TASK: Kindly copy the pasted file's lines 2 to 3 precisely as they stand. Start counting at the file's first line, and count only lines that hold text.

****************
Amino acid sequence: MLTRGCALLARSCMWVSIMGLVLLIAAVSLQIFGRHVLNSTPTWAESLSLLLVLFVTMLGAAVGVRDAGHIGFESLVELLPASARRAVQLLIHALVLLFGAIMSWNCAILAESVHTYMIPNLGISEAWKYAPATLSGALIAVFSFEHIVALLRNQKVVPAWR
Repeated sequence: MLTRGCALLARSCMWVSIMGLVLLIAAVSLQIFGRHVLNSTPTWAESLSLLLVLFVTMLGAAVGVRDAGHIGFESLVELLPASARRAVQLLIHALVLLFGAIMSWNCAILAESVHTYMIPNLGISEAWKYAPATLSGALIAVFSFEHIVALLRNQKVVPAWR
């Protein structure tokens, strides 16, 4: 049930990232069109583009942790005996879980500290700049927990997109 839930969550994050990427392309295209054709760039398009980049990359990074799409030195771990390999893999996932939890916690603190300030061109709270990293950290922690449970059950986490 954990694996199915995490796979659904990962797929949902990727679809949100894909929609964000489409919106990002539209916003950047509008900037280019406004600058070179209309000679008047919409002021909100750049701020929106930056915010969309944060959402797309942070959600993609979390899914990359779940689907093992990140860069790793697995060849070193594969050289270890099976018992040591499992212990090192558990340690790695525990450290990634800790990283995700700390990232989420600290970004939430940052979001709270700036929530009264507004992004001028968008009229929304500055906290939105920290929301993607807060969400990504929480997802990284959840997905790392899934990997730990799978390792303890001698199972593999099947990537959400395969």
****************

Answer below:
Repeated sequence: MLTRGCALLARSCMWVSIMGLVLLIAAVSLQIFGRHVLNSTPTWAESLSLLLVLFVTMLGAAVGVRDAGHIGFESLVELLPASARRAVQLLIHALVLLFGAIMSWNCAILAESVHTYMIPNLGISEAWKYAPATLSGALIAVFSFEHIVALLRNQKVVPAWR
């Protein structure tokens, strides 16, 4: 049930990232069109583009942790005996879980500290700049927990997109 839930969550994050990427392309295209054709760039398009980049990359990074799409030195771990390999893999996932939890916690603190300030061109709270990293950290922690449970059950986490 954990694996199915995490796979659904990962797929949902990727679809949100894909929609964000489409919106990002539209916003950047509008900037280019406004600058070179209309000679008047919409002021909100750049701020929106930056915010969309944060959402797309942070959600993609979390899914990359779940689907093992990140860069790793697995060849070193594969050289270890099976018992040591499992212990090192558990340690790695525990450290990634800790990283995700700390990232989420600290970004939430940052979001709270700036929530009264507004992004001028968008009229929304500055906290939105920290929301993607807060969400990504929480997802990284959840997905790392899934990997730990799978390792303890001698199972593999099947990537959400395969």